Recovery from Food Insanity

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The Dreaded Swimsuit January 3, 2014

Filed under: Body Image,Exercise — gohopchick @ 11:55 am

Over my holidays I’ve been devouring blogs written by bariatric patients. It’s been massively inspiring to read their stories of transformation.

Yesterday I was reading this one

And o boy did I ever find it challenging! Like the author of the blog, I have knee issues, due to my weight. The doctor says that swimming and water aerobics would be the best for me.


That means a swimsuit, right?

In my Eating Disorder program, as part of our body image therapy we were challenged to do things we avoid doing due to our negative feelings about our bodies.

“You could go swimming in a swimsuit in a public pool,” Michelle, my psychologist encouraged us.

“I don’t even own a swimsuit!” I replied.

“Well then it’s time you bought one.” she countered.

So I bought one. I’m a proud owner of a swimsuit. It sits oh so happily in my top drawer with my other articles of clothing that will never see the light of day.

But after reading Holly’s blog, maybe I can summon the courage to dig it out.



Brave Bariatric Bloggers January 2, 2014

Filed under: Uncategorized — gohopchick @ 3:20 pm

Over my holidays, I’ve been extensively researching bariatric surgery. I’ve found blogs very helpful. It’s been illuminating to walk alongside women on their journeys to better health, physically and emotionally. I had decided to keep my (potential) surgery private, informing people on a need to know basis. Mostly because everybody seems to have an opinion about bariatric surgery, and I just don’t want to have to deal with their opinions. But obviously, I’ve reconsidered.

I’ve been really blessed by those brave, bariatric bloggers. Heres a few that I particularly enjoy:

As they have shared their experience, strength, and hope, I’ve been the benefactor. I’ve been blogging for years on other topics. Why avoid this one, other than my motivations of fear and shame?



Breaking the Silence January 1, 2014

Filed under: Uncategorized — gohopchick @ 6:43 pm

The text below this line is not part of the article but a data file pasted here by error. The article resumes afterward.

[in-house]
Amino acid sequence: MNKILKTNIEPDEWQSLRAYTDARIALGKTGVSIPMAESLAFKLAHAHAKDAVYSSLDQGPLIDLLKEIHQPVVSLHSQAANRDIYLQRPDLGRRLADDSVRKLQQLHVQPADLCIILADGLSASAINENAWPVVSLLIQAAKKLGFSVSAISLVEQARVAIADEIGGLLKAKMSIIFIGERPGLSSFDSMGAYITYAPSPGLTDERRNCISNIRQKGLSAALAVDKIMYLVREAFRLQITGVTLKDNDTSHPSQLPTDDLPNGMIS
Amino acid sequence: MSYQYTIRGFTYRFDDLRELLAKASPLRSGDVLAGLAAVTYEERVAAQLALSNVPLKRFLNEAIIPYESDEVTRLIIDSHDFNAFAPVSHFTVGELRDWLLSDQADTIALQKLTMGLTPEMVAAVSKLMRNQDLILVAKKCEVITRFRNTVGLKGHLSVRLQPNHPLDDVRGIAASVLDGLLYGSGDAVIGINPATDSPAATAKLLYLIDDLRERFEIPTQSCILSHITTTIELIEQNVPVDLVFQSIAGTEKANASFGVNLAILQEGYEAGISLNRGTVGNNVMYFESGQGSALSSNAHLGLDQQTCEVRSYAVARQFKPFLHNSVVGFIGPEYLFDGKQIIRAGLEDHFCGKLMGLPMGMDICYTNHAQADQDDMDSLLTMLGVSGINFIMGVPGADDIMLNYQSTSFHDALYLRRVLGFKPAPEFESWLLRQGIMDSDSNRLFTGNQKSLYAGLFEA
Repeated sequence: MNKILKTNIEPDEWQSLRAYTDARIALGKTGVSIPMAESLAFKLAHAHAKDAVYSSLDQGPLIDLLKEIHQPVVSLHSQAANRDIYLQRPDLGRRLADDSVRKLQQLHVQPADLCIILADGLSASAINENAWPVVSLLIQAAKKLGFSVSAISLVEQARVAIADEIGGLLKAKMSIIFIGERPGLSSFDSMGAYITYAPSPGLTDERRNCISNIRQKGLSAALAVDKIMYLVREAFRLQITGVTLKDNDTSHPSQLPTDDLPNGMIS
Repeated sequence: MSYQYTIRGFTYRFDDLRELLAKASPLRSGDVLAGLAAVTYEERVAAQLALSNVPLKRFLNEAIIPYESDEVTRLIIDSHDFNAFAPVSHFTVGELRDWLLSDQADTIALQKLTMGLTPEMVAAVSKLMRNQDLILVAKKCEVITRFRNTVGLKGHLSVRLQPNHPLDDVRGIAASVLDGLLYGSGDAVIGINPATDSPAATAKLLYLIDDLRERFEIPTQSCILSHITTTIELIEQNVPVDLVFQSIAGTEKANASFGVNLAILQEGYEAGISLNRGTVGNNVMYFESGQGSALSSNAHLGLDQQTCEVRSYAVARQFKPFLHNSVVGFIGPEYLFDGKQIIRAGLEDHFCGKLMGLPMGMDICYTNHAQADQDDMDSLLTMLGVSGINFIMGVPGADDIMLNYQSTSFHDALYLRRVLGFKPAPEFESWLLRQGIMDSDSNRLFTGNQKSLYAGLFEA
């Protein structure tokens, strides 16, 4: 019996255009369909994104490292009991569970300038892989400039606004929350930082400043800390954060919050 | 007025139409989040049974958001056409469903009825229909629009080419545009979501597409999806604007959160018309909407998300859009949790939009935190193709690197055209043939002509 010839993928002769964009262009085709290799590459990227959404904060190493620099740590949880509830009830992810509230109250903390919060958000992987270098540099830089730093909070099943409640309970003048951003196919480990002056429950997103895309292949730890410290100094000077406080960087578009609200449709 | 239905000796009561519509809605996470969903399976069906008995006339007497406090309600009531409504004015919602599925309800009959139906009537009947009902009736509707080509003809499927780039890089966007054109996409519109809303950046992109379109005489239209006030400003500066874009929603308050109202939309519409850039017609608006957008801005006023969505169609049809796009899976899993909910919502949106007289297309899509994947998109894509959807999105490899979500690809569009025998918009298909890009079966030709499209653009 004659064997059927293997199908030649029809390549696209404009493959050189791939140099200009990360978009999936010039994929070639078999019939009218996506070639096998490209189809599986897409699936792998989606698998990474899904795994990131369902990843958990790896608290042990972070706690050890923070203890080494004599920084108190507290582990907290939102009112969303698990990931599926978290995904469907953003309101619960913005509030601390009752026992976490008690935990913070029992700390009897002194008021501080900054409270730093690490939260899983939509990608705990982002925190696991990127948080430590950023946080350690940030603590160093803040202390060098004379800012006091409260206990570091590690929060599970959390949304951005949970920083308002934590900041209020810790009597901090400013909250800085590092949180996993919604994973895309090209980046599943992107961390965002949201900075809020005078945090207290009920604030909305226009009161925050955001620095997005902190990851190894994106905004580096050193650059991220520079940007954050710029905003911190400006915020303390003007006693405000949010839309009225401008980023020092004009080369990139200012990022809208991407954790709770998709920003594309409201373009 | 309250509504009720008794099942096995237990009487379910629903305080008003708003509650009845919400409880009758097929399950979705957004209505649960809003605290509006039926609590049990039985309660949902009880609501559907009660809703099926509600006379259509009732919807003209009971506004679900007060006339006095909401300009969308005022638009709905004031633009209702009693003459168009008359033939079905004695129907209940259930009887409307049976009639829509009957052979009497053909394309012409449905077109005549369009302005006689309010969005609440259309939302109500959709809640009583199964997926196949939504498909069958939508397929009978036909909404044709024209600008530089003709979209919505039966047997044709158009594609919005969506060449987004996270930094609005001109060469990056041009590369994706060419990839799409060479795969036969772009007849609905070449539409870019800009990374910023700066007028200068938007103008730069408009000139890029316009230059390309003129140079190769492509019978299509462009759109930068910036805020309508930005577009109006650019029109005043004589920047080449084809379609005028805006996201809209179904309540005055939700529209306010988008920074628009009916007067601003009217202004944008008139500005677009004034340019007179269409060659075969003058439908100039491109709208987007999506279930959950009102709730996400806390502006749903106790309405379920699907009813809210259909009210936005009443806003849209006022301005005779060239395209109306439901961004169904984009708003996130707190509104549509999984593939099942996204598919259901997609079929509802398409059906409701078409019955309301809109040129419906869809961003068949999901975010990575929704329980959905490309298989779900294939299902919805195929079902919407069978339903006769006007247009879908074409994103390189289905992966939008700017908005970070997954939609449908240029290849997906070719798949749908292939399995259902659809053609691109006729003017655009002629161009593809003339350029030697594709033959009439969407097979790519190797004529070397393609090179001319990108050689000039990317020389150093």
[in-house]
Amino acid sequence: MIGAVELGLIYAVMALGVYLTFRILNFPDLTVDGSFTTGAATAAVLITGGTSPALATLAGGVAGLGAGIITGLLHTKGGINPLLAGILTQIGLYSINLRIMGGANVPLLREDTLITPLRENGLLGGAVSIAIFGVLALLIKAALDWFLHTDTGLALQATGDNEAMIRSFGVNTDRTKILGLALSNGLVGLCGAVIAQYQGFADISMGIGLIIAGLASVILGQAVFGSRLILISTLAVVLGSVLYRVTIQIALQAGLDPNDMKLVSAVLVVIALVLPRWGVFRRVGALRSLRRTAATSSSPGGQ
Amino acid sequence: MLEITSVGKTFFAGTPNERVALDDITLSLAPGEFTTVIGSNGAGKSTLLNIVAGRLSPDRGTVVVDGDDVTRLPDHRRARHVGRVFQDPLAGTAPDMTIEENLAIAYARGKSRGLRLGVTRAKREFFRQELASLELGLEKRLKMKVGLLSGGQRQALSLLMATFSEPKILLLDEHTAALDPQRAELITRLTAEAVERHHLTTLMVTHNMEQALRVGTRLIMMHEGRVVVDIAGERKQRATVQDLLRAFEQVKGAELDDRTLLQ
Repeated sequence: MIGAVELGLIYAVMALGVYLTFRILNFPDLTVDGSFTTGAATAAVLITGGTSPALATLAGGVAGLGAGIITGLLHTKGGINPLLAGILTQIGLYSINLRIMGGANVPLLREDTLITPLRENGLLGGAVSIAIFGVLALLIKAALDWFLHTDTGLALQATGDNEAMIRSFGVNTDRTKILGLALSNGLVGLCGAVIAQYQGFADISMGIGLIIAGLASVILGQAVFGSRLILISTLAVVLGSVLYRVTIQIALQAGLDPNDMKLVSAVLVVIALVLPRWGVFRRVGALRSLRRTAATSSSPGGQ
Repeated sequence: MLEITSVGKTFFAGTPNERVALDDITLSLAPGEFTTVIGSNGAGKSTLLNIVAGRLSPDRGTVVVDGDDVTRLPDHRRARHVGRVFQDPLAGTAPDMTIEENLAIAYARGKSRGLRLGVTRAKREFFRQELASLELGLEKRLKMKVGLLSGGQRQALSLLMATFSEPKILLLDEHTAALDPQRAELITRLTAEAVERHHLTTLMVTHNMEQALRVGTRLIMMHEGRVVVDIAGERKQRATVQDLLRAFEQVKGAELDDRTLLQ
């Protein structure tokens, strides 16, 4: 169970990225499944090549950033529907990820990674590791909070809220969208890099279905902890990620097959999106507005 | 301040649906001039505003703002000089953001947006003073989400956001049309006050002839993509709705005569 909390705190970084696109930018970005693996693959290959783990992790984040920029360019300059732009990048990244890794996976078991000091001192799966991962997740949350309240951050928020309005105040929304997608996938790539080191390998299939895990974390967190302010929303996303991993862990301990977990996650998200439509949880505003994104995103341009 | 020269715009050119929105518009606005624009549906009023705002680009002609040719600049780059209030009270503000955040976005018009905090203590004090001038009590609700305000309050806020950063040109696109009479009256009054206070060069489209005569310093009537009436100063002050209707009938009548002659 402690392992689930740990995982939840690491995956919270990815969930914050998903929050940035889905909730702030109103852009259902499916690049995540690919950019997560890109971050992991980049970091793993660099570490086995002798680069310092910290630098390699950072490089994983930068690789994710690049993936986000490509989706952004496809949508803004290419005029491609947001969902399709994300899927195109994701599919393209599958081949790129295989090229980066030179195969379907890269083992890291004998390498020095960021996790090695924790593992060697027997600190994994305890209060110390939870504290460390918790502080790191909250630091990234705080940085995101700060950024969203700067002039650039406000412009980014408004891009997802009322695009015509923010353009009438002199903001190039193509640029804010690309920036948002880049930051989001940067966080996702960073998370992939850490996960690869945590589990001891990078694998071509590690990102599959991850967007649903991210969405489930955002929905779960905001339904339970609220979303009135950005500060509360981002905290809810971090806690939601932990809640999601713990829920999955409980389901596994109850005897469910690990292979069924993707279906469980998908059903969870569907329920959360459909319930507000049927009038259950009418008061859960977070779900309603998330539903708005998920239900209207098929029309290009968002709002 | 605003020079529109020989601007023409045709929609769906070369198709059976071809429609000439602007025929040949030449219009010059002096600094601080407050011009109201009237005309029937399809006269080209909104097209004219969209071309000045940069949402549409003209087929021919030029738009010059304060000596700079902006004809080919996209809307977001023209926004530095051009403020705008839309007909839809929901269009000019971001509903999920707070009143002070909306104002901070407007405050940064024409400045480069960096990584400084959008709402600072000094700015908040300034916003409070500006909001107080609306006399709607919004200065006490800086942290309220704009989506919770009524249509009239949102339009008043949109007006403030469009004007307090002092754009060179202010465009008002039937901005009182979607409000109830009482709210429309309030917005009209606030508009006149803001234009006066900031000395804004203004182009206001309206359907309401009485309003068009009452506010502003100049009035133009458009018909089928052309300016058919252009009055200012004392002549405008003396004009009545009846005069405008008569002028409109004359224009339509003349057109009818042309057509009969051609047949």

I have not posted in several years.  Much has happened!  Most significantly, I finally entered and successfully completed the Binge Eating Disorder program at St. Joes hospital in Hamilton.  Under the tender loving care of their expert team of dieticians, psychologists, nurse practitioners and psychiatrist, I’m experiencing a level of recovery I never thought possible.

For the last year I’ve been eating like a normal person.

For the first time I can remember.  (I have childhood memories, as early as 6, of abusing food).

I eat within the guidelines of the Canada Food Guide.  I rarely have cravings.  My weight is stable. I don’t remember the last time I binged.  I discovered last summer that I have gluten and dairy intolerances, and I have made the necessary adjustments without much upheaval.

I feel normal.

Not bingeing. Not dieting.

Here’s the catch, however.

When I gave up the crazy making of dieting and obsessive exercise (which they called exercise bulimia – who knew?), I had to come to grips with the fact that the body I’ve got is the body I’ve got.

So I’m not crazy anymore. But I am 245 pounds. And on my little 5 foot 4 inch frame, that’s a lot of weight. Genetics (we jokingly call my family the Essex (my maiden name) endomorphs), and a lifetime of disordered eating have ruined my knees and my metabolism. Fortunately I’ve dodged the co-morbidities bullet, so no blood pressure, cholesterol, sleep apnea or type 2 diabetes issues, thank God.

So since my eating disorder program ended last May, I’ve been settling into my recovery, letting my mind and body settle into new healthy habits.

But I’ve had to reckon with the question. Am I willing and/or able to live the rest of my life just shy of 250 lbs? I’m only 42. A youngster really! Lots of miles left on the odometer! I find climbing up and down stairs to my third floor bedroom difficult, and if I get my daily walking in, the pain in my knees flares up and makes the climb a real hardship. I can no longer hike, which I really used to enjoy. I can fit into an airplane seat, but just barely. The load bearing has also taken it’s toll on my feet, and I can only wear Birkenstocks in the summer and Keen hiking boots in the winter, because they provide enough support to ward off the plantar fasciitis that plagues me. Reflux from being overweight has damaged my vocal chords, and I can sing only infrequently now (which is a big deal for me, because singing was a large part of my job description for work). Am I willing for this to be as good as it gets, physically?

I don’t think I am, but going back to my eating disordered ways is not an option.

A third alternative was presented to me, when I was in the ED program at St. Joes. One I had never thought of. But one that I’m now taking seriously under consideration.

I have an information session in early February with the bariatric program at St. Joes to learn about bariatric surgery. Wow, it’s scary to even see that in print. I’ve been talking to my mentors and supports about it for quite a while, but to actually put it out there in a blog is something else entirely.



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